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Doctors with a financial stake in imaging more likely to order tests

by Brendon Nafziger, DOTmed News Associate Editor | October 31, 2011
Patients have nearly twice the odds of getting a medical imaging scan if they're being cared for by non-radiologist doctors with a financial stake in imaging, and doctors who acquire a financial stake in imaging gain nearly 50 percent higher odds of ordering an imaging test than doctors without any skin in the game, according to a new study.

The Deficit Reduction Act of 2005, designed in part to curb self-referral, also had a negligible effect on utilization among self-referrers, according to the study, published in the November issue of the American Journal of Roentgenology.

"Empiric analysis shows that after carefully addressing the limitations of the previous studies in the literature, financial interest is found to be associated with higher levels of imaging," write the authors, led by Mythreyi Bhargavan, a health policy researcher with the American College of Radiology and with Johns Hopkins University in Baltimore, Md.
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Looking at a 5 percent random sample of Medicare claims from 2004 to 2007, the study examined 2.6 million episodes of care, involving almost 1 million patients and 200,000 doctors. Breaking it down, the researchers considered doctors' ordering patterns among 23 combinations of medical conditions, such as heart disease, cancer or back pain, and imaging modalities, including MRI, CT, X-ray, ultrasound and nuclear medicine.

On average across the 23 combinations of conditions and equipment types, patients with different disorders treated by doctors with a financial stake had 1.87 times the likelihood of getting a scan, when compared with doctors without any financial stake. However, the probability ranged from 1.85 to 2.15, depending on which of four definitions of financial interest was used.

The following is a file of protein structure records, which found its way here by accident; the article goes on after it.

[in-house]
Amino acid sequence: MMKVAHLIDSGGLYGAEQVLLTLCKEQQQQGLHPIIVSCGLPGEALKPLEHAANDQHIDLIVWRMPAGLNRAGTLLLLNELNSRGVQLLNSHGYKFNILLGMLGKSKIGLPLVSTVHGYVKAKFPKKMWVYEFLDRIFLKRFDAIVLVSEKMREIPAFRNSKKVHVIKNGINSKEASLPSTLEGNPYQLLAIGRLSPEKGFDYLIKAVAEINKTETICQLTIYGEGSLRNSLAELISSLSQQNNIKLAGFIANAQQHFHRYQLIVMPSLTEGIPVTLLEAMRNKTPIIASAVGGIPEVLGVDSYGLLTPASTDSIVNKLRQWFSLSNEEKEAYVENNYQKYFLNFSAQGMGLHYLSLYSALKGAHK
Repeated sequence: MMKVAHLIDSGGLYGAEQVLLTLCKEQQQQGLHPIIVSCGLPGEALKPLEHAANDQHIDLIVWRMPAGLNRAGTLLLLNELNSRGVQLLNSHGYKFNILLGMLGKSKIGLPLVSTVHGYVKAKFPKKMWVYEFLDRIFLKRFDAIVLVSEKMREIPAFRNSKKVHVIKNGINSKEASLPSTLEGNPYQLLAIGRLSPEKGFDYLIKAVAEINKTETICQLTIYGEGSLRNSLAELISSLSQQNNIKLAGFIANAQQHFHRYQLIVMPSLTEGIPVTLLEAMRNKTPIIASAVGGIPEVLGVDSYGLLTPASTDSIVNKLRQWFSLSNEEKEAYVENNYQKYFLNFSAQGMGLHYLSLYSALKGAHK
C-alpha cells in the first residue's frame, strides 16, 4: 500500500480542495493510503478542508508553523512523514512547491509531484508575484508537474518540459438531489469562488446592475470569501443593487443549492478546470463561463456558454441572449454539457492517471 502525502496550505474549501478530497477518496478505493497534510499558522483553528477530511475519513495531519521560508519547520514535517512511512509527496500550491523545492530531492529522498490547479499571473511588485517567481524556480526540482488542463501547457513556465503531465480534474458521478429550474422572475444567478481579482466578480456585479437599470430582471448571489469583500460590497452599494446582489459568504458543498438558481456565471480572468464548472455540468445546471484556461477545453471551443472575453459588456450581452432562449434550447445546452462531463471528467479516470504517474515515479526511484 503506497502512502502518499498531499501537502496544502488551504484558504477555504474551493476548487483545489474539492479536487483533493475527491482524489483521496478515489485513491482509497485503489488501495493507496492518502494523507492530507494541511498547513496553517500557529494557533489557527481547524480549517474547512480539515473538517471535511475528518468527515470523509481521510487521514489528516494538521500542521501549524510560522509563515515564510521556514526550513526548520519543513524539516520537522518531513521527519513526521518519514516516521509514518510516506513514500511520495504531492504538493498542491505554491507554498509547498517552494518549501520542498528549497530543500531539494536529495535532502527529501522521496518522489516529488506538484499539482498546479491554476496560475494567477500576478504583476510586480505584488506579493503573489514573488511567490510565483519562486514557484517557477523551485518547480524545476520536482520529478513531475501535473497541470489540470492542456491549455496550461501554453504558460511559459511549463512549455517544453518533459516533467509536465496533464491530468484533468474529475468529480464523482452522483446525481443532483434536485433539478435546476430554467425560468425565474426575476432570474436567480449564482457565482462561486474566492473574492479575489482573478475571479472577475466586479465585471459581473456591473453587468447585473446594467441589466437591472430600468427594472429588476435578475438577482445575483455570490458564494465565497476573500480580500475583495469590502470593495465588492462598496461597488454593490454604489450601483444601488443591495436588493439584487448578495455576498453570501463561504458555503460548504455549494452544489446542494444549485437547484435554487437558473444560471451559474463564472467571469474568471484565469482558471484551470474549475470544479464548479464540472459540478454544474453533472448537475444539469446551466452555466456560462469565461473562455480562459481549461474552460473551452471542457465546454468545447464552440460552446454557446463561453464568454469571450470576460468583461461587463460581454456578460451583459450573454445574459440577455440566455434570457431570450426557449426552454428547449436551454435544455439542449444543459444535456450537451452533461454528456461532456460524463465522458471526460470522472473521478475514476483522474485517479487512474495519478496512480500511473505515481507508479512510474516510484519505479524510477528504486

The link between being more likely to order a test and having a financial stake in imaging held up even after accounting for confounding factors, such as seeing sicker, older patients, or having a more "imaging intensive" style of practice to begin with. In fact, the researchers looked at doctors before and after they gained a financial interest in imaging. Among the 16 condition-modality pairs with enough data, they found doctors who would go on to get a financial stake already had 1.29 times greater odds of ordering a test than doctors with no financial interest. And after they got the stake, their odds of ordering a test rose to 1.82 times greater than doctors without any interest over the whole study period.

However, the authors noted that the number of physicians who acquired a financial interest during the study period was small. Also, the study did not examine the appropriateness of any of the exams ordered, the authors said, and it didn't address the supposed benefits of self-referring, such as patient convenience.

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